Update - Shawn Wildermuth informed me that the actors were signed for four years, not four episodes. I'm very glad because we love this show. The depth of the subject matter is so on point. The question at the back of my mind is whether or not Anthony Hopkins' character is the only living human in the building.

Tap target artifact

Magic: the Gathering

I've started playing the Magic: the Gathering card game again. I haven't played regularly since Urza's saga (1998, I think). I started playing just before fifth edition. The new expansion is awesome. I love artifact decks and this new expansion has a lot of artifact related cards. I'm thinking of playing at the local game store, but the new iPad, iPhone, and XBox One app are satiating my need to play for now. I play it on all three. My iPhone and iPad games are synchronized with each other, but unfortunately, it doesn't sync with my XBox One account, so I have to replay the same games.

What does the future hold?

We're seriously considering adding to our family. It will probably happen this time, so stay tuned for details.

Star Wars forever

Rogue One

I'm anxiously awaiting the next Star Wars movie Rogue One. I can't wait to see the story of the Bothan spies that stole the plans to the Death Star (I'm assuming they're Bothans, but who knows?)

Update: Rogue One was THE BEST Star Wars movie ever made (besides the original). It is my opinion that you can just watch Rogue One, Star Wars, Empire Strikes Back, and the first act of Return of the Jedi and have the full Star Wars story. No teddy bears, no Midi-chlorians, just pure space opera.

The rest of the story

Sarah is doing well. She's living in downtown Atlanta, GA California and working at the largest haunted house in Georgia, called Netherworld Starbucks.

My niece got married a few months back and her husband is a military recruiter. They live about an hour away from us in Opelika, AL. I wonder if we will see them more often...

After 30 years, I have returned to my favorite hobby

Written by Michael Earls
 electronics  michael  programming  diy  projects  hobbies  computing

The past

When I was a teenager, I was a major nerd. Well, actually, I have been a major nerd for my entire life, but it really started to emerge during puberty.

On my exterior, I was a "metal head" who wore Iron Maiden and Metallica t-shirts, ripped up blue jeans (I don't think my father will ever forgive me for cutting up a perfectly good pair of new jeans so I could wear - this is so embarrassing - a zebra patterned leotard under it like some sort of Whitesnake poser. I only did it once, and regretted it for the rest of my life).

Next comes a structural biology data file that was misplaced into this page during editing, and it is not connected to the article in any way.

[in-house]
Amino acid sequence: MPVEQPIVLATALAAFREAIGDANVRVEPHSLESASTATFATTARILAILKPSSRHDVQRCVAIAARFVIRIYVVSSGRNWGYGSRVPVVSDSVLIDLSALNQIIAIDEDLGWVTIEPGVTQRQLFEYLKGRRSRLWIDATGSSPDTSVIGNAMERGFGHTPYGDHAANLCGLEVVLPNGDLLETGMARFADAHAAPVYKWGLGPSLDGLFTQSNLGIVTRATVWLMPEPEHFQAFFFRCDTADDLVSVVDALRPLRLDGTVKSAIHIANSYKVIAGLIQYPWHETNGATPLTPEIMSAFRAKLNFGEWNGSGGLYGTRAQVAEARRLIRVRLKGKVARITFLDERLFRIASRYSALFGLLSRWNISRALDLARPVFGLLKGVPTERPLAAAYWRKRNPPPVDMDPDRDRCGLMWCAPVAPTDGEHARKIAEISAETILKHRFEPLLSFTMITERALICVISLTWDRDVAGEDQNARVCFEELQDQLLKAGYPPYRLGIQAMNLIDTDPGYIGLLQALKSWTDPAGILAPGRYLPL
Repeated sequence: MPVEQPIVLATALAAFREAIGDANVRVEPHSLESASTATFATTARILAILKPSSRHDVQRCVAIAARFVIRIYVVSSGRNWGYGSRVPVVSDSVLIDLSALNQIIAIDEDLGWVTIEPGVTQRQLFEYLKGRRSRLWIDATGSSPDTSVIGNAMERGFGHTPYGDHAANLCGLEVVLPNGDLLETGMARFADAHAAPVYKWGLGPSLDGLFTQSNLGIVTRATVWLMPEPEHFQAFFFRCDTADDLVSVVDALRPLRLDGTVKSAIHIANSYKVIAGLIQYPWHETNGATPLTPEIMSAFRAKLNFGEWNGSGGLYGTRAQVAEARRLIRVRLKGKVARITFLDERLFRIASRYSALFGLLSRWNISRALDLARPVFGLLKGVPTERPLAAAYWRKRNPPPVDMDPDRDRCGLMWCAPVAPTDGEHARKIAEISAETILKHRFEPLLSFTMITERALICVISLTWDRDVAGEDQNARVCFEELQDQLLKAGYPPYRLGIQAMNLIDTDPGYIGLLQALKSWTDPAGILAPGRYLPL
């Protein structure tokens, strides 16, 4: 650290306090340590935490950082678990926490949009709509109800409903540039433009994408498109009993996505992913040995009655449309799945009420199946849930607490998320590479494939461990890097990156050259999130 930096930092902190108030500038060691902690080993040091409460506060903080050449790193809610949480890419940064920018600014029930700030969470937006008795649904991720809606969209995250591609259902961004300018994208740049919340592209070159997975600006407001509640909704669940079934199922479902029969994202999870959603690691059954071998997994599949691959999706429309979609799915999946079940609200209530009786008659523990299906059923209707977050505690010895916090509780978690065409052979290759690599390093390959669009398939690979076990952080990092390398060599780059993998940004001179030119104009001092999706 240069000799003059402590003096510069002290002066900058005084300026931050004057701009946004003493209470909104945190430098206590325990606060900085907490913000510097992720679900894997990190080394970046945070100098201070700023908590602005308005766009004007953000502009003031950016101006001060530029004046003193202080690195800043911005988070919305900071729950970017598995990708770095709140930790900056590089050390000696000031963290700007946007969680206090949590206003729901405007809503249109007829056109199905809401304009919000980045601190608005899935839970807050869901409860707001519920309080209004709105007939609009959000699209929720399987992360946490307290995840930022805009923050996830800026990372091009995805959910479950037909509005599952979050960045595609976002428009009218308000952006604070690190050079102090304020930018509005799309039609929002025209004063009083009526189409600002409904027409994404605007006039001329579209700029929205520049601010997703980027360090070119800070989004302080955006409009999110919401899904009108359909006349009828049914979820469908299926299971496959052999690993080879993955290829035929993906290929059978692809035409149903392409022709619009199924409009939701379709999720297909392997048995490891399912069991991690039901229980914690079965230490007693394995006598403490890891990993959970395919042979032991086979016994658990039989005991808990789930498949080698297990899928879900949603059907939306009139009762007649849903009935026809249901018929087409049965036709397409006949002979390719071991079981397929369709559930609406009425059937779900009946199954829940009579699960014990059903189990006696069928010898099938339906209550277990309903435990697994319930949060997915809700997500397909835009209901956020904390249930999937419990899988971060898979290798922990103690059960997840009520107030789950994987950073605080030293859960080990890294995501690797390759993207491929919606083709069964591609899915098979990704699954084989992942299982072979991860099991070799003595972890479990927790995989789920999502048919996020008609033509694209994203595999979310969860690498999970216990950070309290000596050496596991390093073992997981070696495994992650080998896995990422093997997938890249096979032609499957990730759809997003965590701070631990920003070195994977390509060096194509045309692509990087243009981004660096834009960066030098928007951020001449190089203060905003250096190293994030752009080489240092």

Anyway, awkward teenage clique memberships aside, I was into all things "computery" (as I had been since my parents bought me my TI-99/4A computer in 1982).

In Junior High, I bought a makeup kit that had latex appliques for your face that gave the appearance of a skull. It came on a piece of plastic that was shaped like a skull. By filling it with plaster (which I later replaced with a papier mâché alternative), I could get a skull shaped face.

I drilled holes in the center of the eye sockets and glued red LEDs to the insides of the holes. I then ran the wires to a AA battery pack, soldered it all together with a switch, painted them with a paint called "Fleckstone" (which gave the appearance of being made from granite) and gave them to my friends to hang in their locker.


I named it "Norman" (after Norman Bates from Alfred Hitchcock's famous movie, Psycho.


I also read a lot of computer magazines.

One day, one of my computer magazines featured an article on how to make your Commodore 64 talk. A light bulb as bright as a supernova lit up over my head and I immediately turned to the article.

I cut the parts list out of the magazine and asked my dad to take me to Radio Shack to buy the parts. My father was very frugal and did not part with money lightly. I remember one time begging (my memory of it is clear, I was extremely obnoxious about this) for him to buy me an ambulance GoBot (the long lost predecessor to Transformers). This persisted for a few days until he finally got tired of hearing me whine (sorry dad) and bought it.

GoBots, Unite!

We had a rule in the house, we only got gifts for Christmas, Easter, and our Birthday. There were a few exceptions from time-to-time (like a brief behavior modification scheme recommended by one of my teachers in elementary school when I stopped doing my homework (because I was spending all of my time writing BASIC programs on my computer after school) that failed miserably because my father believed that hard work was its own reward - and I'm glad he did, because it taught me, ever so brutally, that you have to work to survive in the real world). Incidentally, I ended up working hard doing EXACTLY the thing that kept me from doing my school work for all of those years - and it pays better!